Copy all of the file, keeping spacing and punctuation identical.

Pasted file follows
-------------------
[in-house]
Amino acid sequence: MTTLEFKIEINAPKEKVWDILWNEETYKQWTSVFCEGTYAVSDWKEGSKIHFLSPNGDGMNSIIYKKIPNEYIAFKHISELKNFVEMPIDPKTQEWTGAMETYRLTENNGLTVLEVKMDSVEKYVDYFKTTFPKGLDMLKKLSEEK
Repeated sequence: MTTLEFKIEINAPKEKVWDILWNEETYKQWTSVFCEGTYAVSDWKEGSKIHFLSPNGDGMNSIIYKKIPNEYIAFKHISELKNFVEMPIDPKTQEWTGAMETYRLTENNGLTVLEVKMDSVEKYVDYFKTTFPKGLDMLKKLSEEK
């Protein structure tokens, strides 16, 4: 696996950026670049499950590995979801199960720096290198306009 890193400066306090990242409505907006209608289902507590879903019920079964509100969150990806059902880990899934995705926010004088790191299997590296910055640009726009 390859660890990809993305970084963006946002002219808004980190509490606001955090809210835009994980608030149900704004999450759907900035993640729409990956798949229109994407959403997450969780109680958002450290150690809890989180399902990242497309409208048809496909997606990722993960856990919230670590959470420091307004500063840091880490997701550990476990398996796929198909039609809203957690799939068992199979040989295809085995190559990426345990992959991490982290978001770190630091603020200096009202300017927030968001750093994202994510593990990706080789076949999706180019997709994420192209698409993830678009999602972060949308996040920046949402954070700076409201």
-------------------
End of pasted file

[in-house]
Amino acid sequence: MTTLEFKIEINAPKEKVWDILWNEETYKQWTSVFCEGTYAVSDWKEGSKIHFLSPNGDGMNSIIYKKIPNEYIAFKHISELKNFVEMPIDPKTQEWTGAMETYRLTENNGLTVLEVKMDSVEKYVDYFKTTFPKGLDMLKKLSEEK
Repeated sequence: MTTLEFKIEINAPKEKVWDILWNEETYKQWTSVFCEGTYAVSDWKEGSKIHFLSPNGDGMNSIIYKKIPNEYIAFKHISELKNFVEMPIDPKTQEWTGAMETYRLTENNGLTVLEVKMDSVEKYVDYFKTTFPKGLDMLKKLSEEK
């Protein structure tokens, strides 16, 4: 696996950026670049499950590995979801199960720096290198306009 890193400066306090990242409505907006209608289902507590879903019920079964509100969150990806059902880990899934995705926010004088790191299997590296910055640009726009 390859660890990809993305970084963006946002002219808004980190509490606001955090809210835009994980608030149900704004999450759907900035993640729409990956798949229109994407959403997450969780109680958002450290150690809890989180399902990242497309409208048809496909997606990722993960856990919230670590959470420091307004500063840091880490997701550990476990398996796929198909039609809203957690799939068992199979040989295809085995190559990426345990992959991490982290978001770190630091603020200096009202300017927030968001750093994202994510593990990706080789076949999706180019997709994420192209698409993830678009999602972060949308996040920046949402954070700076409201």